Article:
About 35,000 Loyalists came to the maritime provinces by government transport. 10,000 more went to Quebec. They had to endure great hardship, starting life from scratch. Some of them had no possessions other than what they carried with them, yet already had families to provide for. It was up to them to work the land, build their homes and find a way to survive.
Considering what the Loyalists went through, and how they were able to succeed in starting their whole lives over, which was miles away from their birthplaces, it is no wonder that Stanley Mills wanted to have a monument dedicated to their history.
A cornerstone box was prepared for the statue, containing a number of books which gave the history of the Loyalists. One of these was a rare volume containing a list of the names of all the Loyalists, prepared by the United Loyalist Centennial Committee in 1885, which had since gone out of print. Egerton Ryerson's two-volume work on the "Loyalists and Their Times" was also placed in the copper box, along with copies of both local papers giving an account of the unveiling ceremony.
The ceremony itself was provided with music by the band of the Ninety-First Highlanders Regiment (under the direction of Capt. H. A. Stares), as well as singing by several hundred school children. The statue was covered by a large Union Jack at the beginning of the ceremony and surrounded by girl guides, boy scouts and a detail of cadets. Following salutes by these groups, a series of wreaths were placed at the foot of the statue by the Canadian club, represented by F. I. Ker and John A. Webber, president and immediate past-president of the organization, the Women's Wentworth Historical Society, and the Central collegiate cadets.
Mayor William Burton, the chairman of the unveiling ceremony, gave a speech. He noted his "great pride, pleasure and appreciation," of Mr. and Mrs. Mills, the donors of the monument. He also predicted that the statue "would stand for all time as a perpetual memorial to those hardy people of Canada's earliest days." Stanley Mills, donor of the monument, spoke briefly, expressing his gratitude in the successful fruition of months of preparation work, and of his appreciation of the co-operation he had with city and county officials.
A dedicatory prayer was then given by the Rev. Dr. J. E. Hughson, which was followed by the keynote address, given by Col. C. R. McCullough. He noted of the statue that "the courage of the father and the faith of the mother, irradiating their distinguished faces, will not fail to inspire this and future generations in every circumstance of private or public misfortune and lead the young folk of this community to venerate the virtues by which true character is built."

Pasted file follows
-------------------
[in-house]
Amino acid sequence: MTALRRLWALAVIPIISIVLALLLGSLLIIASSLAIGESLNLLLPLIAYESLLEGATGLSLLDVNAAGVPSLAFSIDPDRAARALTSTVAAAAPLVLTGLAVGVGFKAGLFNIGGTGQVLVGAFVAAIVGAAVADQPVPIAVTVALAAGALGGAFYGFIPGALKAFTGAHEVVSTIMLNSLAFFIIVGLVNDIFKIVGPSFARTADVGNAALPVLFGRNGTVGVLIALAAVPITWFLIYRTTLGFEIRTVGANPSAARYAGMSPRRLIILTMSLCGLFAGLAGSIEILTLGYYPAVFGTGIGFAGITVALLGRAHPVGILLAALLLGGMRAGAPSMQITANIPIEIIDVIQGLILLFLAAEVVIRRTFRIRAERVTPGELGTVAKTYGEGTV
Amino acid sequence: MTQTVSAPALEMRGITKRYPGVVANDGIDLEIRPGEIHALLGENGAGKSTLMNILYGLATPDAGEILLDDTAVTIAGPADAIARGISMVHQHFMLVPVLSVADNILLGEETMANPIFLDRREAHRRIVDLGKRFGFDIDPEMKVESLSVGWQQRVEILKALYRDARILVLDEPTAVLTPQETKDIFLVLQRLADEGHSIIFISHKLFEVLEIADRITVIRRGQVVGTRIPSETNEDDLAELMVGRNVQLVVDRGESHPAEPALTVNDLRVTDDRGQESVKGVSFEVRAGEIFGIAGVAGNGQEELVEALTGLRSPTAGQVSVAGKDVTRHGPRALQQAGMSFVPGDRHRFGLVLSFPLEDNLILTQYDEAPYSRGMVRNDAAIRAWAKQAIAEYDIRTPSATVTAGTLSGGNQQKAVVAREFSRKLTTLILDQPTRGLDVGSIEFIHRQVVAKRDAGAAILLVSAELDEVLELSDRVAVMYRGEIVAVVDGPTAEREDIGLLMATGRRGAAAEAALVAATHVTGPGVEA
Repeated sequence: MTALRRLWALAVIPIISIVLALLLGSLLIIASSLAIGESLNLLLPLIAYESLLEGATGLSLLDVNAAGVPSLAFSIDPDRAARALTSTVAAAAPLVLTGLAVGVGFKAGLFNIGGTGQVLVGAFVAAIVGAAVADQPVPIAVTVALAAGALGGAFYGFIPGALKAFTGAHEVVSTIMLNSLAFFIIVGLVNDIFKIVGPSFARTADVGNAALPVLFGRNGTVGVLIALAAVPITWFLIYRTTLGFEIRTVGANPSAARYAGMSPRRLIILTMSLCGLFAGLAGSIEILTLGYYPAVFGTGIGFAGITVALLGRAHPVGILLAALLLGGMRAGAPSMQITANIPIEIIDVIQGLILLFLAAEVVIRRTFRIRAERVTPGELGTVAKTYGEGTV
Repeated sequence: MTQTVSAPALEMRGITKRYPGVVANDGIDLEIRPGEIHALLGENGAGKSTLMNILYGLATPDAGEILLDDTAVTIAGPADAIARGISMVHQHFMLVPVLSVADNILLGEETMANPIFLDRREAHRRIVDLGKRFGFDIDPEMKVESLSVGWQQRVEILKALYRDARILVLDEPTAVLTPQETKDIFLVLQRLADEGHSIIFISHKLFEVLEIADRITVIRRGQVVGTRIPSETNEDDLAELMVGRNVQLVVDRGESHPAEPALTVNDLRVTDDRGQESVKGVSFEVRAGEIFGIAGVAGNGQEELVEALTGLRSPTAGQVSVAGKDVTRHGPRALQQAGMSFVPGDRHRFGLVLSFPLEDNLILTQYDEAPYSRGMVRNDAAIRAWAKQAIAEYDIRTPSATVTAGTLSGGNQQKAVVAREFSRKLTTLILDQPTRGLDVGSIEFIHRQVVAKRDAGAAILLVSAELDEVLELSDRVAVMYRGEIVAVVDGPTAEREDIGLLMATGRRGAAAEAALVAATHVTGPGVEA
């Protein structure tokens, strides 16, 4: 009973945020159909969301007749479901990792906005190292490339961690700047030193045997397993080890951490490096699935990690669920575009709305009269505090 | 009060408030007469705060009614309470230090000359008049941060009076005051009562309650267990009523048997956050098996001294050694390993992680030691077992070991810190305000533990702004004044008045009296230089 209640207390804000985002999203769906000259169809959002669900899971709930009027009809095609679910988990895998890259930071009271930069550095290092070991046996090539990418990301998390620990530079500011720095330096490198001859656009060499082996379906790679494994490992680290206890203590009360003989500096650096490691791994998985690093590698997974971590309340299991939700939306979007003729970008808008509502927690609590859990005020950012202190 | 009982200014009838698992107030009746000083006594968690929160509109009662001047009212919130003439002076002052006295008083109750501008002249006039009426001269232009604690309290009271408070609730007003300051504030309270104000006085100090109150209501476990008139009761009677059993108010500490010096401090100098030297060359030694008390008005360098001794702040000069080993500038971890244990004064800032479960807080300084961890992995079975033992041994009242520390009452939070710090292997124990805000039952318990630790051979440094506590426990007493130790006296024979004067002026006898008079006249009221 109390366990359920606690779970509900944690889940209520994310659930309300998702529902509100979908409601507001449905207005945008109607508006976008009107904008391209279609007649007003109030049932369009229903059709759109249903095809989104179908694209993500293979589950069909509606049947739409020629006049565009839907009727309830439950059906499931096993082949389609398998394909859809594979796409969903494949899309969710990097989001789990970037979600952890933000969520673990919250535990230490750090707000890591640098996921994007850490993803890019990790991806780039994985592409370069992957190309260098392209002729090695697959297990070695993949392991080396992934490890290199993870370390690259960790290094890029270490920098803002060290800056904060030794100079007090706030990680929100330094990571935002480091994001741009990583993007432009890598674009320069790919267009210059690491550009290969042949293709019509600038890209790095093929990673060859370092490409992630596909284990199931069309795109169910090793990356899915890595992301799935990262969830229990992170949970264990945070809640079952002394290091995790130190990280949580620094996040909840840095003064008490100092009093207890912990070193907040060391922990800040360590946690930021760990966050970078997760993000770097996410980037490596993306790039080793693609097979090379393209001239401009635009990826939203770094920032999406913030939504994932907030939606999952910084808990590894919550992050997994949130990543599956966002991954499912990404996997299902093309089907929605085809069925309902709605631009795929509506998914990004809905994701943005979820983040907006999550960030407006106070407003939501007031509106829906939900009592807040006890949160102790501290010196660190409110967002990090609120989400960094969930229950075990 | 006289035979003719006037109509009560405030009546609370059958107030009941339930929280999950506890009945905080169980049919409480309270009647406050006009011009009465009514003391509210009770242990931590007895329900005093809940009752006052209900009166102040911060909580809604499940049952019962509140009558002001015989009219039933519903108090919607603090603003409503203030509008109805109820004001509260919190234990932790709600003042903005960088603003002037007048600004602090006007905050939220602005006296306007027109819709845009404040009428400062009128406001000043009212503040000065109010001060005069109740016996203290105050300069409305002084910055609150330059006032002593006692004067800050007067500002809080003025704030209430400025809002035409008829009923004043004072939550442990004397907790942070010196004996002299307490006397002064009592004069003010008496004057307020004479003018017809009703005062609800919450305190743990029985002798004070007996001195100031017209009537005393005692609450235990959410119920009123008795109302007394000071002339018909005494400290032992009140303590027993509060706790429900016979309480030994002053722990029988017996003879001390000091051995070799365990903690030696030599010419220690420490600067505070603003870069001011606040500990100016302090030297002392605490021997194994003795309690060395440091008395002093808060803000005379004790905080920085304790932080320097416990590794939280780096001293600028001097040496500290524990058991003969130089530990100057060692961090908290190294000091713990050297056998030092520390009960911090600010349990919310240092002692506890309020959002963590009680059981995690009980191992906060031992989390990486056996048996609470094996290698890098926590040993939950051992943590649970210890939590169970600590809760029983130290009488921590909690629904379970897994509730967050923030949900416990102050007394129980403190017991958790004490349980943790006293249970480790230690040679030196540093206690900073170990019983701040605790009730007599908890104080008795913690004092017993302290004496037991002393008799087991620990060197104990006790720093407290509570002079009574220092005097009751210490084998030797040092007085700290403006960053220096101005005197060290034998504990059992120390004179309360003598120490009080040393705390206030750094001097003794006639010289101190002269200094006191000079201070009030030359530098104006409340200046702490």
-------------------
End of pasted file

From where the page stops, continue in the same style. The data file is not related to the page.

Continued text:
Following McCullough's speech, Mrs. Mills unveiled the great monument, much to the joy of the assembled crowd. A beautiful bouquet of roses, a gift of Mrs. J. A. C. Cameron, was then given to Mrs. Mills.
In 1956, the Wentworth County Court House, which the United Empire Loyalist monument sits in front of, was demolished to clear the site so that a new Court House could be built. The Hamilton branch of the United Empire Loyalist Association protested the destruction of the statue's base. The statue itself had been moved, to avoid damage, but the base had not. The Association had assumed that the base would be moved too, until it was destroyed. Aside from the fact that the base had been made from a very valuable type of limestone, there was also the matter of the missing cornerstone box. The United Empire Loyalist Association feared that the box had been destroyed along with the pedestal, and demanded an explanation for this action. Alvin Prack, an architect working on the project, claimed that there had been no sign of the box or any crevice in which it could have been placed when the monument was removed. He also commented on the fact that he had not been informed of the box, or of the value of the old limestone, until the day the pedestal was removed. A search began for the missing cornerstone box, and eventually it was found, still intact.
A second base was designed for the monument, although somewhat lower than the original (due to the fact that the building behind it was now a lower building). The new pedestal was made of the exact same stone as the original, taken from the same place, the battlefields at Queenston Heights. A rededication ceremony was planned for June 25th, 1958.
The rededication ceremony was attended by Governor General, the Rt. Hon. Vincent Massey. In his speech, he pointed out that "None has had a nobler motive than the movement of the Loyalists to Canada." Edwin Mills, nephew to the original donor, Stanley Mills, was also present at the ceremony to place a new cornerstone box containing historic items into the pedestal of the statue. When the new Court House was officially opened, the statue was back in its place, in front of the main entrance.
Clipping File. Hamilton - Memorials - United Empire Loyalists Statue. Special Collections, HPL.
Our Heritage Scrapbook v. 5. Local History & Archives, HPL.
Our Heritage Scrapbook v. 6. Local History & Archives, HPL.
The United Empire Loyalists, 1929.